October 10, 2011
It’s a look of desperation. Or confusion. It’s hard to describe, but you know it when you see it. It’s the “Henson Effect" and it is not measurable in any statistic or formula. No box score can describe it. It can only be experienced.
Around the beginning of ACC play during the 2011 season, a fellow UNC alumnus pointed out a trend in Henson’s blocked shots: He would usually get one or two very early in each game, but would often finish the half without coming near another shot. During the 2nd half he would eventually fill out his 3.2 average with a few more blocks. It would be hard to prove statistically, but anyone paying attention last season would eventually pick up on it. Here's what was happening:
Basically every team tries to get their big men involved early in each game. So at some point in the first few minutes they will set up a routine low post shot. But when players are facing Henson for the first time, this shot is usually spiked into the first row a la Vince Carter at the Hinton James volleyball court.1
The rejection must have some serious psychological effects
because the player will essentially abandon his inside game for the rest of the
half. It is remarkably consistent, and I have an entire half season of
basketball to back me up:
His 2nd half blocks stem from the fact that the coach forces these kids to take the ball into the post after the half-time break. In other words, even awareness of his blocking ability does not help that much.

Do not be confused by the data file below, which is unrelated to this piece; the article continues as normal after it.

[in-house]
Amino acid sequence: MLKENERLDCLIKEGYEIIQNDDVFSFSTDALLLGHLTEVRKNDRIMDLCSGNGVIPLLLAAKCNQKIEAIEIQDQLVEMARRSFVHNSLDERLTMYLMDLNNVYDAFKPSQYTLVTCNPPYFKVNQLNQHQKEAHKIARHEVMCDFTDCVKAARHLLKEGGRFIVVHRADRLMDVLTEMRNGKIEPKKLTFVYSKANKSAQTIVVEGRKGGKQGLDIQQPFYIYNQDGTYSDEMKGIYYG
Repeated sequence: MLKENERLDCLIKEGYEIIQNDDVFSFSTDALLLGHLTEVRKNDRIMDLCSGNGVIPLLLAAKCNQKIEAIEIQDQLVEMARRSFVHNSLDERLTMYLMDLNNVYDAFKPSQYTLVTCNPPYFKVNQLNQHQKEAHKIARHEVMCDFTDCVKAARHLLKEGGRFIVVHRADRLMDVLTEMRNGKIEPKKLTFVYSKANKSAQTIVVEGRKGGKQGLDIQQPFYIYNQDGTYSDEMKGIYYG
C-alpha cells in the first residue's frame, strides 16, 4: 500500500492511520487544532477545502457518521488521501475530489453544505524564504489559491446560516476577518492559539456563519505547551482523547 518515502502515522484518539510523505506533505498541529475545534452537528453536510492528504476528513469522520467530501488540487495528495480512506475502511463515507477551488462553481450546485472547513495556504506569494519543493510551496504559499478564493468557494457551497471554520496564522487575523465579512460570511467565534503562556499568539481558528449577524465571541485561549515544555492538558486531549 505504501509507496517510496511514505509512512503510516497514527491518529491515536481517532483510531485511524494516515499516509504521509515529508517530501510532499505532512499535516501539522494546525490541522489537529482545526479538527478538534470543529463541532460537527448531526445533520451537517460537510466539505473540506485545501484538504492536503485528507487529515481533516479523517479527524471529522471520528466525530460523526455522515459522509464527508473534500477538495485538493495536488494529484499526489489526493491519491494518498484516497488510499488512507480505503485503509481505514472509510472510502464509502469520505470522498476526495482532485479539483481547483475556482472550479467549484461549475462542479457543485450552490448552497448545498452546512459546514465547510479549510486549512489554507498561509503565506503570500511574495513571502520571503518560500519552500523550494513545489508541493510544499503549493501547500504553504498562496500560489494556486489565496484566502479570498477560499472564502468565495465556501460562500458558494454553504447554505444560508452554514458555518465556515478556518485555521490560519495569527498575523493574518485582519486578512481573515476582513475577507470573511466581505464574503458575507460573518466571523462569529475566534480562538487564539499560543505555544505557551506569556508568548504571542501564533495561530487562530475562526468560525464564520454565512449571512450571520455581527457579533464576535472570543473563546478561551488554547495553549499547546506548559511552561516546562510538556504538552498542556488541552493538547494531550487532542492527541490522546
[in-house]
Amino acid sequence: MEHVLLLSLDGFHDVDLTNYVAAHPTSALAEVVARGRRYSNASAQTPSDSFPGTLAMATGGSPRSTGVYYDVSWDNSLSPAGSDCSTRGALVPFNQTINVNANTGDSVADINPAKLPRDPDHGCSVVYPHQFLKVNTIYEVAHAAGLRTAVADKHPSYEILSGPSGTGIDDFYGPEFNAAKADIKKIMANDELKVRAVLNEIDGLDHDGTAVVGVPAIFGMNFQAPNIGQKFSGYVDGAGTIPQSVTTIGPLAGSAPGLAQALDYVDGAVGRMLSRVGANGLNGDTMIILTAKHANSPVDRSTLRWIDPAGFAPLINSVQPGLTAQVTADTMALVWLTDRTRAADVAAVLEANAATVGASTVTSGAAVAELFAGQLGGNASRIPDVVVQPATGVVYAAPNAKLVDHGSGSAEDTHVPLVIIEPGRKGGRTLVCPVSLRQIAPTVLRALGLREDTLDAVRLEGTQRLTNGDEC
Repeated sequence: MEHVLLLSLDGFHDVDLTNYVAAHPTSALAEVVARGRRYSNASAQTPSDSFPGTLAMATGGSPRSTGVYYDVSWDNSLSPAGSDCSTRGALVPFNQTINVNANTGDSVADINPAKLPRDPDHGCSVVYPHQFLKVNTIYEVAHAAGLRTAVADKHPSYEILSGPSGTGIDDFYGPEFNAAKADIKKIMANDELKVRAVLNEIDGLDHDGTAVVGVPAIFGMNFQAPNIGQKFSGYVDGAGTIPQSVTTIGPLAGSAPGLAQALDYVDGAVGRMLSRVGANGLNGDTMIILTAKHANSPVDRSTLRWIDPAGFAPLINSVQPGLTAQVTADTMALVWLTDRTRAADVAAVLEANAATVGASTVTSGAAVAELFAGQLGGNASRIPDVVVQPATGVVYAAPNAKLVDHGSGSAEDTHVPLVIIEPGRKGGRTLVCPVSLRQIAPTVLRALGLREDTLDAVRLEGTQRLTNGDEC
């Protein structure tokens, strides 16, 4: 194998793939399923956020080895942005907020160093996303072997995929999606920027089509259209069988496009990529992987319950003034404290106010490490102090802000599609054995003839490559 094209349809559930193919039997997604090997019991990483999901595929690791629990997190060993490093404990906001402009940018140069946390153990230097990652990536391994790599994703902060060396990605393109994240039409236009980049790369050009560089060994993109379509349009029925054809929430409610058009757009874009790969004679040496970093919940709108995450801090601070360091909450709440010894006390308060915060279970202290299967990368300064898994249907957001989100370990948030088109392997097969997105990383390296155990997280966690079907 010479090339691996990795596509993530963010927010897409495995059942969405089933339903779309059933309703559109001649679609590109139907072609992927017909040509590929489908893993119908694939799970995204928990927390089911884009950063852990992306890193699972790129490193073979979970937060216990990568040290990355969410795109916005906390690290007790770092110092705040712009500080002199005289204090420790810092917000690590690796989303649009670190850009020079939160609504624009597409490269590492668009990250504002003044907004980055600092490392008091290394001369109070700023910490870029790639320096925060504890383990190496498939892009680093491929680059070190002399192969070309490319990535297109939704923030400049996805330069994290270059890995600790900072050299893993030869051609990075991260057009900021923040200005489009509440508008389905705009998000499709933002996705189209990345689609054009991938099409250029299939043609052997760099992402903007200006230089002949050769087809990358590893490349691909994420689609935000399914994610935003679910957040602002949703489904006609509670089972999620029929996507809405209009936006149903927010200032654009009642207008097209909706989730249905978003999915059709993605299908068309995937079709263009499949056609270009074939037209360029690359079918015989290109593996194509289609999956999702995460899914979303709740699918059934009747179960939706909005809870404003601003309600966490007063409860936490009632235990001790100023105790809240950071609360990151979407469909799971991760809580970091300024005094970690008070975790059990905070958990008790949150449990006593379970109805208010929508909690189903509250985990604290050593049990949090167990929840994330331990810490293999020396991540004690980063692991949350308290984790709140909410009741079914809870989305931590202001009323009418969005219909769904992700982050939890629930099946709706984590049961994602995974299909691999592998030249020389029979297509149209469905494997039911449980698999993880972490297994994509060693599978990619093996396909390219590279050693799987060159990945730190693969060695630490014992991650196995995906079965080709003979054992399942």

We’ve all heard the Bill Russell phenomenon: that even if they had kept block stats, it could never take into account all the shots he altered. This is true of Henson as well, but he takes it to the next level. It would be tough to estimate the number of shots that are not even attempted while he is the game. It might be the most exciting thing to watch with this crop of Heels. Henson sends big-time college basketball players into a withering coma. His defensive mauling of CJ Leslie at NC State last year was the closest a college basketball player has come to literally crying on national television since JJ Redick literally cried on national television.2
Certain athletes have had the compounding effect of not only being more talented than opposing players, but also crushing them psychologically. It is true that Jordan, Wilt, Lawrence Taylor and Tiger Woods were simply better than everyone else. But it is also true that either through skill or pure athletic dominance they mentally crippled those who tried to compete with them. Henson is beginning to have that effect on players. It is simply stunning to watch how other players react around him after they get that first shot sent into the Risers.
And this is the essence of the "Henson Effect." It’s not in the block numbers or Ken Pomeroy's Defensive Ratings. It’s that look on opposing player's faces. It’s how they wander around the perimeter like a child that’s just been scolded. It’s how they sometimes flat out refuse to shoot the basketball. If you don’t believe me, check some box scores from last year and look at the total field goals attempted by whomever Henson was guarding.3